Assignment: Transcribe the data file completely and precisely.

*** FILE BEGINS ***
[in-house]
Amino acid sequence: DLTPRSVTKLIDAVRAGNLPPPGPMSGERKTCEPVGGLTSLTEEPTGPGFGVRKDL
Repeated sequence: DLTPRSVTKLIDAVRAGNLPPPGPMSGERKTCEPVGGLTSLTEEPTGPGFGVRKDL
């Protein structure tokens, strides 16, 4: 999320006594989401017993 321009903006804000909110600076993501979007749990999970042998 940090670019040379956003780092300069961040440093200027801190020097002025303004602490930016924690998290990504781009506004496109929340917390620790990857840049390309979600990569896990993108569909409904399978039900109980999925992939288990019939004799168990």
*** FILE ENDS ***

[in-house]
Amino acid sequence: DLTPRSVTKLIDAVRAGNLPPPGPMSGERKTCEPVGGLTSLTEEPTGPGFGVRKDL
Repeated sequence: DLTPRSVTKLIDAVRAGNLPPPGPMSGERKTCEPVGGLTSLTEEPTGPGFGVRKDL
């Protein structure tokens, strides 16, 4: 999320006594989401017993 321009903006804000909110600076993501979007749990999970042998 940090670019040379956003780092300069961040440093200027801190020097002025303004602490930016924690998290990504781009506004496109929340917390620790990857840049390309979600990569896990993108569909409904399978039900109980999925992939288990019939004799168990």